Ted Cruz Graduates From Dr. Seuss to Cicero on the Senate Floor

Is this the U.S. or Roman Senate?

ByABC News
November 20, 2014, 3:00 PM

— -- It seems Sen. Ted Cruz has graduated from Dr. Seuss’ "Green Eggs and Ham" to the towering words of Cicero.

The Texas Republican took to the Senate floor Thursday to criticize President Obama’s expected executive action on immigration, set to be announced at 8 p.m. tonight. But instead of using his own words, he adapted Cicero’s speech against Catiline to make his point.

“The words of Cicero, powerfully relevant 2077 years later," Cruz said.

"When, President Obama, do you mean to cease abusing our patience?" he said, substituting "President Obama" for "O Catiline" in the speech's opening. "How long is that madness of yours still to mock us? When is there to be an end to that unbridled audacity of yours swaggering about as it does now?”

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Cruz continued, appropriating features of Cicero's address to fit the specifics of the immigration debate.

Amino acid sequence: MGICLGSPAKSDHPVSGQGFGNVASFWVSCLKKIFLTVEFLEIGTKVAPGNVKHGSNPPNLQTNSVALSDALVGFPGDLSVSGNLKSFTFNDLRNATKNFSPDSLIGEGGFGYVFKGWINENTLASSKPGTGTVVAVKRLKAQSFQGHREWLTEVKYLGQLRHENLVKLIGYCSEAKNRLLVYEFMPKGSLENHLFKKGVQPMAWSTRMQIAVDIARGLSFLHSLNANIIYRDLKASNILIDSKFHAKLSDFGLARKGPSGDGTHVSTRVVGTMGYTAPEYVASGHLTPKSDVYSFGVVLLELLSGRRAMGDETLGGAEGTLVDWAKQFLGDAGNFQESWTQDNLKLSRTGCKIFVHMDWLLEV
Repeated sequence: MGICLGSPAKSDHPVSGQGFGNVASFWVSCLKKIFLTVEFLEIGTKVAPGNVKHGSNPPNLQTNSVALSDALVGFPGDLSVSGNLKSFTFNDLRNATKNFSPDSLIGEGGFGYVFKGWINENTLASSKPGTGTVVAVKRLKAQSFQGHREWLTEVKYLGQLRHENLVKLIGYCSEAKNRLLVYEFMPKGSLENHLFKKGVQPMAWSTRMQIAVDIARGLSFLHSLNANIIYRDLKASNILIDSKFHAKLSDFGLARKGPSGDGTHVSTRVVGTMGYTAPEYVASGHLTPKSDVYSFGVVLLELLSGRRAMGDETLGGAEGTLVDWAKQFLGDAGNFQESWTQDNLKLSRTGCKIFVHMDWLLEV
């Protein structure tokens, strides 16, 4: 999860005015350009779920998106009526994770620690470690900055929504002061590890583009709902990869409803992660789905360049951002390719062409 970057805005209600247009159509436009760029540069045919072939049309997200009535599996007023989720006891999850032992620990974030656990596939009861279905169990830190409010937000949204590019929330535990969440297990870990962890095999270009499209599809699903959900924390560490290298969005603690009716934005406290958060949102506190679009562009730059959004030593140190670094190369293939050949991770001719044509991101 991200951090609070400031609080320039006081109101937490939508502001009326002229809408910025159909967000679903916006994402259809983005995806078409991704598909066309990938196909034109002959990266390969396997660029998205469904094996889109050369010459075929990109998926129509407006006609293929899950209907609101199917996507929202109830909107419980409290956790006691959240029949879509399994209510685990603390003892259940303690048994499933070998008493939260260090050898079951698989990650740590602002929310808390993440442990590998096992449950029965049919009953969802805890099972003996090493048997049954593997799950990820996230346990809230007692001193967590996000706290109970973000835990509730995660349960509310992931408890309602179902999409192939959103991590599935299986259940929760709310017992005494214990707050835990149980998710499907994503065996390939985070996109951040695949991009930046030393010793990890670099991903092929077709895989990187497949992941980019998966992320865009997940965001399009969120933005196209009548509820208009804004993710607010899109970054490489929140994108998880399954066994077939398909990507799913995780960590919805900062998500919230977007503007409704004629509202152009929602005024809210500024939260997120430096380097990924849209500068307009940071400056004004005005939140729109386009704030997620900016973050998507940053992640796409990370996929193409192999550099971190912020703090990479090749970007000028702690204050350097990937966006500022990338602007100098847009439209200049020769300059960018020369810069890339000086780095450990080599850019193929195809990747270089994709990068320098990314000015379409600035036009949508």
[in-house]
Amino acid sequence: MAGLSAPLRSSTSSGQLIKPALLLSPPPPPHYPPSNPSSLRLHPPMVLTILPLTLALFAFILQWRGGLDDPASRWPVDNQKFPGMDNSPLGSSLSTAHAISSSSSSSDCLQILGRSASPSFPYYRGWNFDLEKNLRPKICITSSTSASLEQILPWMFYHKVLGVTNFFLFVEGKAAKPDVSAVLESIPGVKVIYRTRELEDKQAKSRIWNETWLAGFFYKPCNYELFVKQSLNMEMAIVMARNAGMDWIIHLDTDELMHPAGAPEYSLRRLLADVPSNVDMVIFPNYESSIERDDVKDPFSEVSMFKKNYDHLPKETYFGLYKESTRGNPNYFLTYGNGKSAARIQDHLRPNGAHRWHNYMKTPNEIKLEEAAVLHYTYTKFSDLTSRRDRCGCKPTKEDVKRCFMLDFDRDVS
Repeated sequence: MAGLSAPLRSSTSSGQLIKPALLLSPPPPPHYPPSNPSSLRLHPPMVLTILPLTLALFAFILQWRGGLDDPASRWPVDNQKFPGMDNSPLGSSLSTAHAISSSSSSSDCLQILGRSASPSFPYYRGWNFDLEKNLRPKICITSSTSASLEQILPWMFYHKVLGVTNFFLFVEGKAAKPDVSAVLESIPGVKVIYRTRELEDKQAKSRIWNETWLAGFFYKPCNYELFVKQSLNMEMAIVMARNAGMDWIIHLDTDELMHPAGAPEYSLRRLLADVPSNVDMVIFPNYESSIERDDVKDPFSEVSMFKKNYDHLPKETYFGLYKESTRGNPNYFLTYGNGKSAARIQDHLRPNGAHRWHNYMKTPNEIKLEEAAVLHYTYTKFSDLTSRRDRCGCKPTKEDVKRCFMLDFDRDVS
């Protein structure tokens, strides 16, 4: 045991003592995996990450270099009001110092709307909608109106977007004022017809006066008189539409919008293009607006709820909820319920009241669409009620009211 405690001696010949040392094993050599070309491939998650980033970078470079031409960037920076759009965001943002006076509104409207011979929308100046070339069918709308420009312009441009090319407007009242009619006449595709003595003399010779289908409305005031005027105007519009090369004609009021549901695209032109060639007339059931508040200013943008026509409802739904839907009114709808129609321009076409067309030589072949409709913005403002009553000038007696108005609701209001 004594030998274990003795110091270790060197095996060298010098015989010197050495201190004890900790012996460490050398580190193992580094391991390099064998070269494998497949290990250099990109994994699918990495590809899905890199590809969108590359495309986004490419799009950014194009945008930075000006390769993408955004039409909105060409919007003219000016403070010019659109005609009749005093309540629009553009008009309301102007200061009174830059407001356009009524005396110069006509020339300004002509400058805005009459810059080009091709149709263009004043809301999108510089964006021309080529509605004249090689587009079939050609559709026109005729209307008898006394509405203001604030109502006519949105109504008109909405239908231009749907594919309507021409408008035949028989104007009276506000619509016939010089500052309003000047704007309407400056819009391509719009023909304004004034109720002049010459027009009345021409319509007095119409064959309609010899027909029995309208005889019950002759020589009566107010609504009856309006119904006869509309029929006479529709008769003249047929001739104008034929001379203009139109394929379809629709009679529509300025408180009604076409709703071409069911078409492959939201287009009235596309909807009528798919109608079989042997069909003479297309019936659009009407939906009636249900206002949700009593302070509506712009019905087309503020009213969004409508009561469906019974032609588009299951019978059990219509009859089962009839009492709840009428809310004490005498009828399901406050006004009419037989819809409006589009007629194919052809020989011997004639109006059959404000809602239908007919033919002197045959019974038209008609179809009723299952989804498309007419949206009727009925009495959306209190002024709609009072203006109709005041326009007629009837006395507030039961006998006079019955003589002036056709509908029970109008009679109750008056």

"Do not the nightly guards placed on the border, do not the watches posted throughout the city, does not the alarm of the people and the union of all good men and women, does not the precaution taken of assembling the Senate in this most defensible place, do not the looks and countenances of this venerable body here present have any effect upon you?" Cruz asked. "Do you not feel that your plans are detected? Do you not see that your conspiracy is already arrested and rendered powerless by the knowledge that everyone here possesses of it?"

The speech by Cicero, delivered in 63 B.C., was meant to further humiliate Catiline, apparently attempting to seize and overthrow the Roman Republic while Cicero was a consul.

Cruz's Cicero references were a giant leap from when he read Dr. Seuss' "Green Eggs and Ham" during a marathon filibuster in 2013. The reading was supposedly intended to entertain his kids, who were at home watching Cruz on the Senate floor.

The late Sen. Robert Byrd, D-West Virginia, was also known to use Cicero quotations to enhance his arguments on the Senate floor.